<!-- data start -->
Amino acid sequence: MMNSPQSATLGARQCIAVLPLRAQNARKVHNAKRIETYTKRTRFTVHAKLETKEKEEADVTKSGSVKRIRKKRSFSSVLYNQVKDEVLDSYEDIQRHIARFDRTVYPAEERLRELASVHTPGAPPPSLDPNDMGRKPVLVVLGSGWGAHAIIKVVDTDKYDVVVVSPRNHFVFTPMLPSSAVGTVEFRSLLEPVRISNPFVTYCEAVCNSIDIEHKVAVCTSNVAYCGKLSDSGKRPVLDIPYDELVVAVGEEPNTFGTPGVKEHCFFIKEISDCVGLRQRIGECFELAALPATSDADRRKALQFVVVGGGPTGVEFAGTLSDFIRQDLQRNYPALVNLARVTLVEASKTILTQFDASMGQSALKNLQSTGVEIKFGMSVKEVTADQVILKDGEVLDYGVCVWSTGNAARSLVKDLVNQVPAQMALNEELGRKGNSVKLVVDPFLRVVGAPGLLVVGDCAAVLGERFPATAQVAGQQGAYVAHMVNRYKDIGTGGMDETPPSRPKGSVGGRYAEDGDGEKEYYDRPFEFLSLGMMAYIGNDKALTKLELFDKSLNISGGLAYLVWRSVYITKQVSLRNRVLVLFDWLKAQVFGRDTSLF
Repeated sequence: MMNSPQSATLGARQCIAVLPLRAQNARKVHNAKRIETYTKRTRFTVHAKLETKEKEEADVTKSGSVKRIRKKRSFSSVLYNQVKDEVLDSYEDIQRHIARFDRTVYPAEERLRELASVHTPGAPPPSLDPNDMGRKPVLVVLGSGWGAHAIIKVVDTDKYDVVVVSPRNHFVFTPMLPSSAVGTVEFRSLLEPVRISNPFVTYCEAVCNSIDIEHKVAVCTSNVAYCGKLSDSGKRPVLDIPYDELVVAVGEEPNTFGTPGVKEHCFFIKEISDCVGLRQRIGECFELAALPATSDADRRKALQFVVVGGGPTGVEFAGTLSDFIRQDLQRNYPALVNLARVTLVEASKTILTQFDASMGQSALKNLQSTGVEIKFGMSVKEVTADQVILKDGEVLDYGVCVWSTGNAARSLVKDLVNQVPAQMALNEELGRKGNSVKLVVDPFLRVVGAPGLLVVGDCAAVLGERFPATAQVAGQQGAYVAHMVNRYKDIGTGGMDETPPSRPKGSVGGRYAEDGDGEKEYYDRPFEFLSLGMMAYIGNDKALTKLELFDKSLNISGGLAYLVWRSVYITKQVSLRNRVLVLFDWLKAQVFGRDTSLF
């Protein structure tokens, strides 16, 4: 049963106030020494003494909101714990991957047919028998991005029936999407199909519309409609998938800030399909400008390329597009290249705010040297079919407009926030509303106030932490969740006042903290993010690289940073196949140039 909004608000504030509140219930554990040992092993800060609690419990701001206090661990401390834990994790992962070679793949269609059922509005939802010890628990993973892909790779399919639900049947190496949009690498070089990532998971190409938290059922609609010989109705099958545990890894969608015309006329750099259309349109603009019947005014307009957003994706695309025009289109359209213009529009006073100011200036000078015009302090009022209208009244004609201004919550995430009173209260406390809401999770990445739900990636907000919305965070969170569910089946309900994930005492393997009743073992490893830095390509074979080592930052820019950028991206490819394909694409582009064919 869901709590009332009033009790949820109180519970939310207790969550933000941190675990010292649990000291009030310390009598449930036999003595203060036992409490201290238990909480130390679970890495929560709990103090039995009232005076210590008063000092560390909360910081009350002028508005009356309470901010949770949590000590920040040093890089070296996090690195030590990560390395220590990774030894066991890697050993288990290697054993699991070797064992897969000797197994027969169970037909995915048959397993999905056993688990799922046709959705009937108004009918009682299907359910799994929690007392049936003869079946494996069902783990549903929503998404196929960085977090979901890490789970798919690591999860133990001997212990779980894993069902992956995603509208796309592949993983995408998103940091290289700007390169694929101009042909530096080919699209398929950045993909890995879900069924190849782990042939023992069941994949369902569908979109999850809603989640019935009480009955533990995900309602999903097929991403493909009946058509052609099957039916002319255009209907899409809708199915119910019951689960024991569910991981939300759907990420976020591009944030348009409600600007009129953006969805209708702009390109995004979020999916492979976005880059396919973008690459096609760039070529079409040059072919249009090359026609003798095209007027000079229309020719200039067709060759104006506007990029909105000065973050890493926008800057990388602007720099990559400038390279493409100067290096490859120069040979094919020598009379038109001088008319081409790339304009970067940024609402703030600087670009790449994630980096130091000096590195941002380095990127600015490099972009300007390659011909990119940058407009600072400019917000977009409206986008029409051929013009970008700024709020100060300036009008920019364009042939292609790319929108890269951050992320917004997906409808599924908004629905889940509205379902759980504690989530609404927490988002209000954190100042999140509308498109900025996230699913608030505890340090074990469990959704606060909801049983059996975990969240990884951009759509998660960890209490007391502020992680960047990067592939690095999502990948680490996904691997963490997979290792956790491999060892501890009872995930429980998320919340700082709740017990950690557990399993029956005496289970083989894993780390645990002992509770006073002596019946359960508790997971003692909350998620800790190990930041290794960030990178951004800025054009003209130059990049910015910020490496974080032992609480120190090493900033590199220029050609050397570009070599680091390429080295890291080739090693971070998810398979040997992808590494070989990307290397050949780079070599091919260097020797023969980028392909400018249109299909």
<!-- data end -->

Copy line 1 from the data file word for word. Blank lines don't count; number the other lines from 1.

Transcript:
Amino acid sequence: MMNSPQSATLGARQCIAVLPLRAQNARKVHNAKRIETYTKRTRFTVHAKLETKEKEEADVTKSGSVKRIRKKRSFSSVLYNQVKDEVLDSYEDIQRHIARFDRTVYPAEERLRELASVHTPGAPPPSLDPNDMGRKPVLVVLGSGWGAHAIIKVVDTDKYDVVVVSPRNHFVFTPMLPSSAVGTVEFRSLLEPVRISNPFVTYCEAVCNSIDIEHKVAVCTSNVAYCGKLSDSGKRPVLDIPYDELVVAVGEEPNTFGTPGVKEHCFFIKEISDCVGLRQRIGECFELAALPATSDADRRKALQFVVVGGGPTGVEFAGTLSDFIRQDLQRNYPALVNLARVTLVEASKTILTQFDASMGQSALKNLQSTGVEIKFGMSVKEVTADQVILKDGEVLDYGVCVWSTGNAARSLVKDLVNQVPAQMALNEELGRKGNSVKLVVDPFLRVVGAPGLLVVGDCAAVLGERFPATAQVAGQQGAYVAHMVNRYKDIGTGGMDETPPSRPKGSVGGRYAEDGDGEKEYYDRPFEFLSLGMMAYIGNDKALTKLELFDKSLNISGGLAYLVWRSVYITKQVSLRNRVLVLFDWLKAQVFGRDTSLF